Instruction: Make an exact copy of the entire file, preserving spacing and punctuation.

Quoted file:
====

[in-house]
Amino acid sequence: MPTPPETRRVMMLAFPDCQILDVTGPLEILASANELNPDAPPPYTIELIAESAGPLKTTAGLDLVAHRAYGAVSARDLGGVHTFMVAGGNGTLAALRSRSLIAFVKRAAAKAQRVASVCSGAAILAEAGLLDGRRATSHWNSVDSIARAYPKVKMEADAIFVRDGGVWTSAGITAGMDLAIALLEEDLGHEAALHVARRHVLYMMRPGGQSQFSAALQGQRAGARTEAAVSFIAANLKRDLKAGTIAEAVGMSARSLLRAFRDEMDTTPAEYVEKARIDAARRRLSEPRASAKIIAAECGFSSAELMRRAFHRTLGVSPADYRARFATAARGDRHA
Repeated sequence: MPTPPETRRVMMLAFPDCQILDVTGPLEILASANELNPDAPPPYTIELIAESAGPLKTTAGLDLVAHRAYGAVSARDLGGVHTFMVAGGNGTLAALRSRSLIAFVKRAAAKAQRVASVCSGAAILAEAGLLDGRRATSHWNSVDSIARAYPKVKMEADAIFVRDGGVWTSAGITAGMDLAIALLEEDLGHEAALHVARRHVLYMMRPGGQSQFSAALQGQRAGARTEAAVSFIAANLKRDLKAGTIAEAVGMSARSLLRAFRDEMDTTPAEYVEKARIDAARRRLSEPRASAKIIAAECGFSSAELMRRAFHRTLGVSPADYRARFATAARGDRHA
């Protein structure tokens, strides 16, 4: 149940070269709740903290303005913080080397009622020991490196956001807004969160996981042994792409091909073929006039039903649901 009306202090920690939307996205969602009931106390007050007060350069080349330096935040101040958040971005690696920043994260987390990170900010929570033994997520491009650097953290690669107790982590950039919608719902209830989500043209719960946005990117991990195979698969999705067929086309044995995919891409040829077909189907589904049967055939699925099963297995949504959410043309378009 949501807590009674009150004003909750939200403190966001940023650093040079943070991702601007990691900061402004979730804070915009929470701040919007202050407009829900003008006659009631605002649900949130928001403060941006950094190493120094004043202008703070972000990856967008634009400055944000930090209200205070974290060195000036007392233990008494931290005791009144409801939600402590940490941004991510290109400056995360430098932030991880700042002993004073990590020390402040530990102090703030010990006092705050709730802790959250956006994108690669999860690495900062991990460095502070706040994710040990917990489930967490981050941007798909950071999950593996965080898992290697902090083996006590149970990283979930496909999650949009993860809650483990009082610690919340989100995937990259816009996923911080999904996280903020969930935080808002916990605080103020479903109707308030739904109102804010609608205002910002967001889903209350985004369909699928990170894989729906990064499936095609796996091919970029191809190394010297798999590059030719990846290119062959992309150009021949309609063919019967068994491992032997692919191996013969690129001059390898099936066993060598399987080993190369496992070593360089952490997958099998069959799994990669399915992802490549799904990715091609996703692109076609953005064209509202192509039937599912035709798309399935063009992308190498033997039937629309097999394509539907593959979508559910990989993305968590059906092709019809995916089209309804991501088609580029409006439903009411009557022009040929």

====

[in-house]
Amino acid sequence: MPTPPETRRVMMLAFPDCQILDVTGPLEILASANELNPDAPPPYTIELIAESAGPLKTTAGLDLVAHRAYGAVSARDLGGVHTFMVAGGNGTLAALRSRSLIAFVKRAAAKAQRVASVCSGAAILAEAGLLDGRRATSHWNSVDSIARAYPKVKMEADAIFVRDGGVWTSAGITAGMDLAIALLEEDLGHEAALHVARRHVLYMMRPGGQSQFSAALQGQRAGARTEAAVSFIAANLKRDLKAGTIAEAVGMSARSLLRAFRDEMDTTPAEYVEKARIDAARRRLSEPRASAKIIAAECGFSSAELMRRAFHRTLGVSPADYRARFATAARGDRHA
Repeated sequence: MPTPPETRRVMMLAFPDCQILDVTGPLEILASANELNPDAPPPYTIELIAESAGPLKTTAGLDLVAHRAYGAVSARDLGGVHTFMVAGGNGTLAALRSRSLIAFVKRAAAKAQRVASVCSGAAILAEAGLLDGRRATSHWNSVDSIARAYPKVKMEADAIFVRDGGVWTSAGITAGMDLAIALLEEDLGHEAALHVARRHVLYMMRPGGQSQFSAALQGQRAGARTEAAVSFIAANLKRDLKAGTIAEAVGMSARSLLRAFRDEMDTTPAEYVEKARIDAARRRLSEPRASAKIIAAECGFSSAELMRRAFHRTLGVSPADYRARFATAARGDRHA
């Protein structure tokens, strides 16, 4: 149940070269709740903290303005913080080397009622020991490196956001807004969160996981042994792409091909073929006039039903649901 009306202090920690939307996205969602009931106390007050007060350069080349330096935040101040958040971005690696920043994260987390990170900010929570033994997520491009650097953290690669107790982590950039919608719902209830989500043209719960946005990117991990195979698969999705067929086309044995995919891409040829077909189907589904049967055939699925099963297995949504959410043309378009 949501807590009674009150004003909750939200403190966001940023650093040079943070991702601007990691900061402004979730804070915009929470701040919007202050407009829900003008006659009631605002649900949130928001403060941006950094190493120094004043202008703070972000990856967008634009400055944000930090209200205070974290060195000036007392233990008494931290005791009144409801939600402590940490941004991510290109400056995360430098932030991880700042002993004073990590020390402040530990102090703030010990006092705050709730802790959250956006994108690669999860690495900062991990460095502070706040994710040990917990489930967490981050941007798909950071999950593996965080898992290697902090083996006590149970990283979930496909999650949009993860809650483990009082610690919340989100995937990259816009996923911080999904996280903020969930935080808002916990605080103020479903109707308030739904109102804010609608205002910002967001889903209350985004369909699928990170894989729906990064499936095609796996091919970029191809190394010297798999590059030719990846290119062959992309150009021949309609063919019967068994491992032997692919191996013969690129001059390898099936066993060598399987080993190369496992070593360089952490997958099998069959799994990669399915992802490549799904990715091609996703692109076609953005064209509202192509039937599912035709798309399935063009992308190498033997039937629309097999394509539907593959979508559910990989993305968590059906092709019809995916089209309804991501088609580029409006439903009411009557022009040929």